Max believes he was sent to the past to change the course of history. He knows the outcome of the revolt, who will die, who will be hanged and executed. He also knows that the mistress of the house, Mrs. Lily Adair, will go into labor far too early, ultimately dying along with the baby. Robert was in the States at this time and when he hears the news he’s so distraught and overcome with grief that he leaves Barbados, moving to Charleston where he erects a new house specifically because of the Thin Place. Even after he remarries, Lily still has his heart and he never stopped trying to find a way to bring her back. Again, I absolutely loved this part of the book.
In the present, Finn, Isabel and Max’s daughter, seems to know things, claiming she sees her Daddy and Grandma Julia (neither of whom she’s ever met), and that she knows how the bring them back. Naturally Isabel is concerned and not quite sure what to make of this, thought once she begins having her own dreams and visions, it becomes harder to write the events off as tricks of the mind.
I want to point out an issue with the time-travel element. It didn’t bother me too much, though it was definitely something I noticed. Julia, Isabel’s mother, disappeared sixteen years ago. In the past, however, Max learns only a year has passed for her. Eight years later Max himself goes back in time and since he’s gone eight years, it would make sense that six months has passed for him, right? Instead, he’s only there a few weeks. Like I said, it didn’t take away from the story, but I’m not sure how the logistics added up. Another thing I was curious about was when they find their way back to the present. Would Max still be 22 (to Isabel’s near-30)? Would her mother have only aged a year?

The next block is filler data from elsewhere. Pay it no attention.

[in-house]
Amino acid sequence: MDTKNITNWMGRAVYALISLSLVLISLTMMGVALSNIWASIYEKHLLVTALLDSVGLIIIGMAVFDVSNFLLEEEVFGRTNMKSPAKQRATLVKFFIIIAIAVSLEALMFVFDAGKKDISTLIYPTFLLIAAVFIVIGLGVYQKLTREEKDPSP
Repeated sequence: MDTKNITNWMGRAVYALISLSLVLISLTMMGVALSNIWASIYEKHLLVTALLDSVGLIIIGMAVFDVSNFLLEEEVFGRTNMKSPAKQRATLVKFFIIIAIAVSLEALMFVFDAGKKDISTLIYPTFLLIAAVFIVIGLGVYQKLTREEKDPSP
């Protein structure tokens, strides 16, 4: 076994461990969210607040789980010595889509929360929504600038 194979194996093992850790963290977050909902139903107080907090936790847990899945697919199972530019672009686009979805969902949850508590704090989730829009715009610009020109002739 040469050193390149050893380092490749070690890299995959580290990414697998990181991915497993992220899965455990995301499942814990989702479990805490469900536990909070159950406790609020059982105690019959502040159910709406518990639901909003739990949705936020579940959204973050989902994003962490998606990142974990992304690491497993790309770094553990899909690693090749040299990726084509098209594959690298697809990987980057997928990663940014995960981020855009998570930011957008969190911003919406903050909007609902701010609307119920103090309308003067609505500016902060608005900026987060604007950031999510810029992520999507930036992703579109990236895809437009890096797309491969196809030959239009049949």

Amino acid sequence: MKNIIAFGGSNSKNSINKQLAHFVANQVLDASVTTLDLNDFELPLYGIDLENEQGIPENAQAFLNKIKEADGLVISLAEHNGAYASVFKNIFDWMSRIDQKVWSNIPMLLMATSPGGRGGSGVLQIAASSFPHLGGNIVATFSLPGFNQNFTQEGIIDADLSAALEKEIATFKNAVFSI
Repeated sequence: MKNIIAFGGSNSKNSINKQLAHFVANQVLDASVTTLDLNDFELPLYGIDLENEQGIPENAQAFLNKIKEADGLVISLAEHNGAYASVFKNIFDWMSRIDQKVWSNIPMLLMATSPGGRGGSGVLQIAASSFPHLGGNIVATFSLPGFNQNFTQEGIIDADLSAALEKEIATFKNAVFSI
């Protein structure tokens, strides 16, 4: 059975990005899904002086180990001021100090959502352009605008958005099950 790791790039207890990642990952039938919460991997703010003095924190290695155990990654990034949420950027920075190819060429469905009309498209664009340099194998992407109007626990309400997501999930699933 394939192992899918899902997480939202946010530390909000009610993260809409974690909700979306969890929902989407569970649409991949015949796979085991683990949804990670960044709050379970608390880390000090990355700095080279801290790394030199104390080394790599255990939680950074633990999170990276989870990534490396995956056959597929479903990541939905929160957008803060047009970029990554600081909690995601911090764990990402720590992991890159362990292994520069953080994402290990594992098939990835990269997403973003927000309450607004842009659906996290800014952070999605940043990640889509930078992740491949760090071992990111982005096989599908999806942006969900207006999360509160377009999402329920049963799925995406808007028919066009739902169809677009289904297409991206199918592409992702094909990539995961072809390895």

Despite the confusing way time seems to work, I was seriously enjoying The Dream-Keeper’s Daughter…then the end came. Shortly after Max left, Isabel struggled to earn her Master’s and then Doctorate, all while raising an infant. One day she was in a coffee shop, nearly pulling her hair out over math problems. A young man came up to her and offered to help in order to fulfill a Pay it Forward promise he once made. Eight years later Isabel is still best friends with Ryan, though it’s painfully obvious he wants more. He’s taken on the role of father in Finn’s life and absolutely adores her. When he receives a job offer with Marvel, he knows the move to New York could seriously change his life, but he’s willing to pass on it if Isabel doesn’t want to move with him – and why would she? They’re just friends after all and she’s still in love with Max, fully convinced he’ll return. Here’s where I felt robbed: when Max does finally come back, Isabel isn’t sure why she’s not happier. She’s waited eight years for this. It turns out she’s actually really in love with Ryan and it took Max’s return for her to realize that. In the end she moves with him to New York while she and Max have worked out a custody arrangement. ARE YOU KIDDING ME?
The Dream-Keeper’s Daughter had so much going for it and I was fully prepared to see it through to the end. I love a star-crossed romance that spans centuries, but in the end I simply felt robbed. The one shining moment of the novel was that I learned about Bussa’s Rebellion, a part of history previously unknown to me and now I’m interested in learning more. As for the novel itself, I’m left wondering what the point of it was.